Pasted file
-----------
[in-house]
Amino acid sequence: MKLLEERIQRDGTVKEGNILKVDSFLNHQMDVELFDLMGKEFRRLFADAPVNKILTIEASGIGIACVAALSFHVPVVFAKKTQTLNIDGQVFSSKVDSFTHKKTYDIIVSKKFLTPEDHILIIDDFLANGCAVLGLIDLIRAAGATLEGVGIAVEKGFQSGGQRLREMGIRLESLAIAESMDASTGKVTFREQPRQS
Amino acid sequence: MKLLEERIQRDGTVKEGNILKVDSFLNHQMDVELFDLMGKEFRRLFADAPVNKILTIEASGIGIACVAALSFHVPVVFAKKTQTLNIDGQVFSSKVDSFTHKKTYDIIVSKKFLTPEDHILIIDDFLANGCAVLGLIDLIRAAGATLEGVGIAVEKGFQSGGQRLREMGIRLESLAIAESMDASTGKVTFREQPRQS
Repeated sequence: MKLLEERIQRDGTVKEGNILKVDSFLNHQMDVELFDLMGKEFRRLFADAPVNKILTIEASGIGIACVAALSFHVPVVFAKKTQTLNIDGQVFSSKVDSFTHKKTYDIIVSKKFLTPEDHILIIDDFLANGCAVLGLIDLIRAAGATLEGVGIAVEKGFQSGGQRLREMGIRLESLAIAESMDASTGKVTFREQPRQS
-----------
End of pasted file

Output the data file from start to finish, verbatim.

[in-house]
Amino acid sequence: MKLLEERIQRDGTVKEGNILKVDSFLNHQMDVELFDLMGKEFRRLFADAPVNKILTIEASGIGIACVAALSFHVPVVFAKKTQTLNIDGQVFSSKVDSFTHKKTYDIIVSKKFLTPEDHILIIDDFLANGCAVLGLIDLIRAAGATLEGVGIAVEKGFQSGGQRLREMGIRLESLAIAESMDASTGKVTFREQPRQS
Amino acid sequence: MKLLEERIQRDGTVKEGNILKVDSFLNHQMDVELFDLMGKEFRRLFADAPVNKILTIEASGIGIACVAALSFHVPVVFAKKTQTLNIDGQVFSSKVDSFTHKKTYDIIVSKKFLTPEDHILIIDDFLANGCAVLGLIDLIRAAGATLEGVGIAVEKGFQSGGQRLREMGIRLESLAIAESMDASTGKVTFREQPRQS
Repeated sequence: MKLLEERIQRDGTVKEGNILKVDSFLNHQMDVELFDLMGKEFRRLFADAPVNKILTIEASGIGIACVAALSFHVPVVFAKKTQTLNIDGQVFSSKVDSFTHKKTYDIIVSKKFLTPEDHILIIDDFLANGCAVLGLIDLIRAAGATLEGVGIAVEKGFQSGGQRLREMGIRLESLAIAESMDASTGKVTFREQPRQS